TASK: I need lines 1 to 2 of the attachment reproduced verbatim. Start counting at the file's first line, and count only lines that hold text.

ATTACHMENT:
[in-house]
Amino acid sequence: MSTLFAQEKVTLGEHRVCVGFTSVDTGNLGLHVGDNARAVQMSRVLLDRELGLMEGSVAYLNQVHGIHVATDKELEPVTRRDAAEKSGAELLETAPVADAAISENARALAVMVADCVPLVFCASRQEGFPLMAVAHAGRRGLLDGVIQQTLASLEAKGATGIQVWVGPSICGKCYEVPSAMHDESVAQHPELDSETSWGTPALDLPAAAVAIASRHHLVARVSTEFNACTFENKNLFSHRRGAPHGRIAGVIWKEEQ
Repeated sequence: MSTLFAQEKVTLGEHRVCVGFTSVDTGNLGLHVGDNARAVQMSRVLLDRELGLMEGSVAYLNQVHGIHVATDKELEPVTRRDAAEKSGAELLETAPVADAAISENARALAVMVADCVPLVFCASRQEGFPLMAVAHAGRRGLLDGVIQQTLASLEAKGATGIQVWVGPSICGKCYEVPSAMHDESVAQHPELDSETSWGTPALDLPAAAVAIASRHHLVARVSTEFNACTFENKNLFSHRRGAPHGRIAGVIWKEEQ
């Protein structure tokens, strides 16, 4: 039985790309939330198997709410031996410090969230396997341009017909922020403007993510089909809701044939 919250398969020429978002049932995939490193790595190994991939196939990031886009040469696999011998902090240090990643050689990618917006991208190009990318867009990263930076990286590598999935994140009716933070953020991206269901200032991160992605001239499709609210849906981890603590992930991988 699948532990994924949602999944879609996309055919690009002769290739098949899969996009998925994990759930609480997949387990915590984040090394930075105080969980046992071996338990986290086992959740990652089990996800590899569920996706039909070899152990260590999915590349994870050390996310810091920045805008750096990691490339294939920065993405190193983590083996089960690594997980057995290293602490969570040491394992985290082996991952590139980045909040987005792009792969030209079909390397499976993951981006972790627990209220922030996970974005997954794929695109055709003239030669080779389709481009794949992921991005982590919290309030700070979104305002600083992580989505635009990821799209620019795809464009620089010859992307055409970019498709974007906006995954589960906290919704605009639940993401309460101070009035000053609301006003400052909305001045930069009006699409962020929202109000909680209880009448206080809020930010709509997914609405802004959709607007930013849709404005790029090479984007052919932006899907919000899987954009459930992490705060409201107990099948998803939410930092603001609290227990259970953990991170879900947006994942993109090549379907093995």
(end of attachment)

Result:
[in-house]
Amino acid sequence: MSTLFAQEKVTLGEHRVCVGFTSVDTGNLGLHVGDNARAVQMSRVLLDRELGLMEGSVAYLNQVHGIHVATDKELEPVTRRDAAEKSGAELLETAPVADAAISENARALAVMVADCVPLVFCASRQEGFPLMAVAHAGRRGLLDGVIQQTLASLEAKGATGIQVWVGPSICGKCYEVPSAMHDESVAQHPELDSETSWGTPALDLPAAAVAIASRHHLVARVSTEFNACTFENKNLFSHRRGAPHGRIAGVIWKEEQ